What happens when there is a gap between a door and its frame? The first issue that you’ll notice is that the door won’t close snug and tight. It will let cool air out during the scorching summer days and the cold air in during the frigid days of winter. Your home’s heating and cooling efficiency will also suffer.
However, if you know how to fix gap between door and frame, you’d never have to face the issues mentioned in the previous paragraph. It is quick and easy to do, as shown in this video, and won’t take more than a few hours off of your busy routine
What you’ll need to fix the gap between the door and frame?
Here’s a list of all the tools and equipment you’ll need to seal your door
- Wood plugs (optional)
- Damp rag
- Paint scraper
- Measuring tape
- A pair of scissors
- Hammer and 1 ½’’ nails
- Vinyl or metal door sweep
Step-by-Step Guide for fixing the gap between the door and frame
Follow these steps to fix the gap:
Step 1: Tighten the door hinges
Check whether the door is loose by lifting it by the doorknob. If you can move it upward with little effort, use a screwdriver to tighten its hinges. That’s because, in some cases, the gap between the door and its frame exists only due to loose hinges.
If you notice that the screws are spinning without tightening the hinges, it means that the wood in the hole is hollowed out. You’d then need to buy wider or longer screws that can dig into that portion of the wood that isn’t stripped out.
Step 2: Remove and replace old weather stripping
Have you previously installed weather stripping on the door? Then the presence of the gap indicates that the stripping is damaged. Remove old stripping by slicing it away from the top, bottom, and sides of the door with a paint scraper. Use a damp rag to clean the edges of the door and the door frame.
Afterward, you have two choices when it comes to buying new stripping: wrapped foam and metal. The former is durable and can be used to fill gaps of various sizes. Metal stripping is difficult to work with and isn’t a good choice for someone who has never sealed a door before.
However, if you have prior experience of sealing doors, you might do better with metal stripping that comes with a flexible vinyl flap. It is easy to work with for veterans and provides a seal that is more secure and durable
Pro Tip: Once you have purchased weather stripping, you may find that its kit only contains weatherstripping for the sides and top of your door. That means that you’ll need to purchase a door sweep separately. Flexible door sweeps work well with all types of floors, as well as carpets.
Step 3: Measure the door
Close the door and use a tape measure to measure along both sides of its frame. Also measure along the top of its frame. Make sure that you measure the ‘frame’ of the door, as it is separate from the ‘door’ itself that ends at the beginning of the latch.
Open the door and measure its bottom with a tape measure. You should be facing the inside (room side) of the door when you’re taking this measurement. As this is the surface where you’re going to apply the weather stripping.
Step 4: Mark the measurements on the weatherstripping
You now have four measurements in your possession. Two of them are of the sides of the door, whereas the other two are of the door’s top and bottom. Use a tape measure and pencil to mark all the four measurements on the weatherstripping.
Step 5: Cut the weatherstripping
At the marks you measured out in the previous step, cut the weatherstripping with scissors. The cuts should be as even and clean as possible. One end of each side of the weather stripping – and both the ends of the top side – should be angled to fit into each other. You don’t have to angle the bottom side.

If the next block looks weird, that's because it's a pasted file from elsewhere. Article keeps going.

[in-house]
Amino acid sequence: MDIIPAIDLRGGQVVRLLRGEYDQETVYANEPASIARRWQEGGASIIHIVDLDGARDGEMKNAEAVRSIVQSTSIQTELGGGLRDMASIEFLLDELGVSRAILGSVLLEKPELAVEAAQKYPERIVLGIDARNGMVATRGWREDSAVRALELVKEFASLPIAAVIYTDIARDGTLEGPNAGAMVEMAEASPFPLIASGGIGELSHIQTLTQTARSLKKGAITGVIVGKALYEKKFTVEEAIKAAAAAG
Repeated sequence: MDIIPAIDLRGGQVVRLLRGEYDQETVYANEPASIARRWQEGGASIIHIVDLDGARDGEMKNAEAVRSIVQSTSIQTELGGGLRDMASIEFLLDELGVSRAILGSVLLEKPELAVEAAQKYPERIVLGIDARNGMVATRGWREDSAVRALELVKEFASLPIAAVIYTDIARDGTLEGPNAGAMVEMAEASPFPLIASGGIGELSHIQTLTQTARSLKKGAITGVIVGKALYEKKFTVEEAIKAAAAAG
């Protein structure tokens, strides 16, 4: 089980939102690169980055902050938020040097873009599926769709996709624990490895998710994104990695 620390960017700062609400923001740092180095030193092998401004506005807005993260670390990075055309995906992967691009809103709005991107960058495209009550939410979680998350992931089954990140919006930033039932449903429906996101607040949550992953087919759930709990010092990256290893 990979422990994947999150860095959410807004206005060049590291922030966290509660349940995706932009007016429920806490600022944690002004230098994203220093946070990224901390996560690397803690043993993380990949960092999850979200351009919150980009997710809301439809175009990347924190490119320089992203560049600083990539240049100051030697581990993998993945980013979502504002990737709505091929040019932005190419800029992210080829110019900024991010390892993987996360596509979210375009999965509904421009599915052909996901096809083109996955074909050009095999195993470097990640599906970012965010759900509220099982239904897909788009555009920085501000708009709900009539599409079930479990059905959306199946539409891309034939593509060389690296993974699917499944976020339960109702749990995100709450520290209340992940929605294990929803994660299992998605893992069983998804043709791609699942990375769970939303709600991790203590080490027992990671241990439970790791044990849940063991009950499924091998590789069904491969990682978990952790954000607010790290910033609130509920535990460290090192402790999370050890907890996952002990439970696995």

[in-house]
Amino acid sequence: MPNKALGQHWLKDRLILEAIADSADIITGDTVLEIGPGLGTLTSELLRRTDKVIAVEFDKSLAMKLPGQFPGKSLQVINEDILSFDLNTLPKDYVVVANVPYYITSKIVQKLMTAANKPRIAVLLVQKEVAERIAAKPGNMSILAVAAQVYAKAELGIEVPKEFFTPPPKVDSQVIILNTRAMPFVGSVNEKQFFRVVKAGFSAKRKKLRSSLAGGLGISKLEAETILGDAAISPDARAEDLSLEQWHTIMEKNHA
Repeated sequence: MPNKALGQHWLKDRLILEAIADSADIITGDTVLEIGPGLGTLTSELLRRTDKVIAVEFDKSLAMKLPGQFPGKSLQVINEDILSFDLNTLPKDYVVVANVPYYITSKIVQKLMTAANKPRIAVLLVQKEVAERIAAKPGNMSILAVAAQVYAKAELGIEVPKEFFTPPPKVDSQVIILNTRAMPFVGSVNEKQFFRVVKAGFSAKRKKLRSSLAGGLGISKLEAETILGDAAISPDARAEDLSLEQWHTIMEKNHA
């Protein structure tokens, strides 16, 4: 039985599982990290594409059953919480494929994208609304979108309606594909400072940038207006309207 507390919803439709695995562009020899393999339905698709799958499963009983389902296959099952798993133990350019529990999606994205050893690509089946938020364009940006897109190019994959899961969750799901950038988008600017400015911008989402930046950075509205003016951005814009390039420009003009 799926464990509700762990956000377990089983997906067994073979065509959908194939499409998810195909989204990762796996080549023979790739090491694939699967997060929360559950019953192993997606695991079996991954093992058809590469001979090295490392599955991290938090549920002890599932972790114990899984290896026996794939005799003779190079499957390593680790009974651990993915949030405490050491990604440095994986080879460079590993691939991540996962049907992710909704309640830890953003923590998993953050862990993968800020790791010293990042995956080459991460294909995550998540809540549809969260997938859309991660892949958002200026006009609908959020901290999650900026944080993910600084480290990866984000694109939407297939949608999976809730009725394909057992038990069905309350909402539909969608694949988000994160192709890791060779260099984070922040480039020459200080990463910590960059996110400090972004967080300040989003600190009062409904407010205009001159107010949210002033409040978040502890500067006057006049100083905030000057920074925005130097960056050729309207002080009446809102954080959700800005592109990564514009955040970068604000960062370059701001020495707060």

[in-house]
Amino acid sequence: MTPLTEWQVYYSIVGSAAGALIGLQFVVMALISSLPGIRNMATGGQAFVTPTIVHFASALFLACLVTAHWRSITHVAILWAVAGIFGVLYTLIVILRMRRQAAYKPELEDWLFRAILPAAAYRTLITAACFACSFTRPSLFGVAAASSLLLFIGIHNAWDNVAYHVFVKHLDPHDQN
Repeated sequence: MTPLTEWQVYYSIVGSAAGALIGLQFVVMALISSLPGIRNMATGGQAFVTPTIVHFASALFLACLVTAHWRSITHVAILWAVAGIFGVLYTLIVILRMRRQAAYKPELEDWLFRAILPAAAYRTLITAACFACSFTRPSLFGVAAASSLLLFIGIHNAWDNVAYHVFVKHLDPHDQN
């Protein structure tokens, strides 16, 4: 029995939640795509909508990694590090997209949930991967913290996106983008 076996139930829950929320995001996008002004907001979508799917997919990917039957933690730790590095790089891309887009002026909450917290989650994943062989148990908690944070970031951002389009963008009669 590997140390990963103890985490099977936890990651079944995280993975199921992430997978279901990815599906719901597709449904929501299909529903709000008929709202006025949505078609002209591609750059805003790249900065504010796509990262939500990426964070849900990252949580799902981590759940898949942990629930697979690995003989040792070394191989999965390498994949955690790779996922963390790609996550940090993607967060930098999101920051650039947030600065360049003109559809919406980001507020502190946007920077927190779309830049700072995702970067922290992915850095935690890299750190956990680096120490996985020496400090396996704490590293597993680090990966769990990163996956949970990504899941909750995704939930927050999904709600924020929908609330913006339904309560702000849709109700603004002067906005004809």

Step 6: Install weatherstripping
Step into your room and close the door. Position the top piece of weatherstripping along the top side of the door and nail it into place. You’d have to hammer the nails in. The nails should be 1 ½’’ in length and must be placed 2’’ from both sides to prevent splitting.
As the door stays closed, nail the side pieces of the weatherstripping along the sides of the door’s frame. Similar to what you’ve done with the top piece, you’d once again have to tack the side pieces into place with nails and a hammer.
Once you’ve done hammering in all four sides of the weatherstripping into the door frame, open and close the door to make sure that the seal is holding.
Step 7: Screw the door sweep along the bottom edge of the inside of the door
Provided you have bought metal door sweep, it will already have holes screwed in it. Mark the position of these holes along the bottom edge of the inside of the door with a pencil. Then, remove the metal sweep and use a drill bit to drill holes into these positions.
Afterward, place the sweep against the bottom threshold of the door and screw it in with the help of a screwdriver.
Pro Tip: If you decide to use vinyl door sweep, you can install it along the bottom edge of the door by placing a wood block over the weather stripping and them tapping it with a hammer to drive the weatherstripping’s flanges deep into the door’s bottom’s threshold.
Final Step: Test the seal
Just as you did to check the weatherstripping, open and close the door several times to test the snugness of the door sweep. If you have followed all the steps to the letter, your door should be adequately sealed by now, leaving no gap between itself and the frame.
Gaps between the door and its frame allow air to pass through them, thereby disturbing the inner temperature as well as the energy efficiency of your home. However, as you have now seen, it is fairly easy to fix the gaps. All you have to do is to determine the location of the leak, seal it with weatherstripping or door sweep (or both, if there are multiple sources of the leak).